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Jagodzinski: I Regret Interviewing For Jets Job

Jeff Jagodzinski opens up about his time at BC with BCI Radio

ACC Football Championship - Boston College Eagles v Virginia Tech Hokies Photo by Al Messerschmidt/Getty Images

Seven years later, former Boston College head football coach Jeff Jagodzinski still can’t believe his friend and former golf partner Gene DeFilippo fired him for interviewing for an NFL head coaching job.

But in addition to disbelief, Jagodzinski expressed another emotion last night in a free-wheeling, candid interview with BC Interruption Radio: regret.

“It’s one of the biggest regrets I’ve got. If I could go back and say OK, i won’t [interview] - I’d do it, and i’d still be Head Coach at BC right now. I believe that. And the fans would be having a ball,” he said.

“If I could do it over, professionally, that’s the only thing I would change.”

Jagodzinski said the Jets opportunity came up because Mike Tannenbaum, the GM of the Jets at the time, reached out to his mentor, Packers GM Ron Wolf - the man who hired Jags from BC to work on the Packers staff. According to Jags, Wolf encouraged him to at least interview two of his former staffers- Steve Spagnulo and himself.

“I didn’t even know,” Jagodzinski said. “A reporter called me and said I heard the New York Jets are interested in interviewing you, and I said I don’t know anything about that. As soon as that call was made, I called Gene, because I didn’t want him hearing that second-hand.”

That’s when things took an unexpected turn.

“Gene asked are you interested?, and I said, well, I’d like to go interview,” said Jagodzinski. “He said you shouldn’t, and I asked why not?”

At that point Jagodzinski says he was summoned to DeFilippo’s office in the Yawkey Center for a meeting, where Jags made his case for getting a chance to interview.

“I said Gene, it’s the New York Jets! It’s one of 32 teams. I just want to go through the process on the thing. I didn’t think I was going to get the job, but it was just the opportunity to go.”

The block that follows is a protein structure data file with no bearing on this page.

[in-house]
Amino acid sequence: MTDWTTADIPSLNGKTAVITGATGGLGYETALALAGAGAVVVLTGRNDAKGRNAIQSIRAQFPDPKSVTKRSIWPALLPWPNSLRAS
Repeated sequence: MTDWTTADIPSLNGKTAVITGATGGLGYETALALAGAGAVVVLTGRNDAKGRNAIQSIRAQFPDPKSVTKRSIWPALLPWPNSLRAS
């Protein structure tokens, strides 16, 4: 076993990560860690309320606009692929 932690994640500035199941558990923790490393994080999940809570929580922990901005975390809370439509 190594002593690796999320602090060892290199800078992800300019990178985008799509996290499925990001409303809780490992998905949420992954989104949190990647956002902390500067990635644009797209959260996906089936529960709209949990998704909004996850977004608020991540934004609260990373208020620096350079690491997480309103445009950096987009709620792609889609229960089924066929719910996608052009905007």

Jagodzinski said he was not actually interested in leaving BC, and claims he had other offers after the 2007 season from Auburn and Washington, but said “BC was the only college job I ever wanted.” It was simply the lure of the NFL head coaching opportunity that made him want to interview.

“Then Gene said, well, if you do [interview], you’re fired.”

“And I said, are you serious? Do you know what you just did here? It hasn’t been done!”

He repeated that “all I wanted to do was go through the process,” but Jagodzinski says DeFilippo said he didn’t care — “he said, you better get it because you don’t have a job here. And again I said are you serious?”

When asked if he thought the situation could have been rectified over the next few days, Jagodzinski said no, citing the fact that the report was leaked to ESPN - a leak that he says did not come from him.

While still sounding baffled by DeFilippo’s decision, Jagodzinski again reiterated his regret for how things ended at BC.

“It’s one of the biggest regrets I’ve got,” he said. “I think [Gene] is a really good man. I think he is a really good athletic director. But we got sideways with eachother.”

“The day after that interview, the next morning, we looked at eachother, and it was like your brand new Ferrari just got pushed off the cliff, and it couldn’t be repaired. I think he knew and I knew - this ain’t good for the program, you know?”

When asked if he thought DeFilippo regretted the decision too, Jags said “you’d have to ask him that.”

“But the thing is, nobody won,” he added. “It set back BC football a decade.”

On Frank Spaziani, Jags said he was a great defensive coordinator, but “not a head coach.” He thought Steve Logan could have continued moving the program forward seamlessly, but still firmly believes he would still be at BC if the situation didn’t play out the way it did.

“Imagine if we had Clemson coming in this week! Oh, baby! I don’t think we’d lose!,” he said.

“I hope things [turn around] for BC,” Jagodzinski added, noting that he believes BC is still recruiting the same caliber of student-athlete they had before, but thinks they aren’t being managed properly. “But if they don’t, give Coach Jags a call. I could have that thing turned around in three years.”

He certainly never lacked for confidence and bravado - something that seemed to serve him well, at least until the fateful final decision of his BC coaching career.

Listen to the full interview here, where Jags talks more about his tenure as BC coach.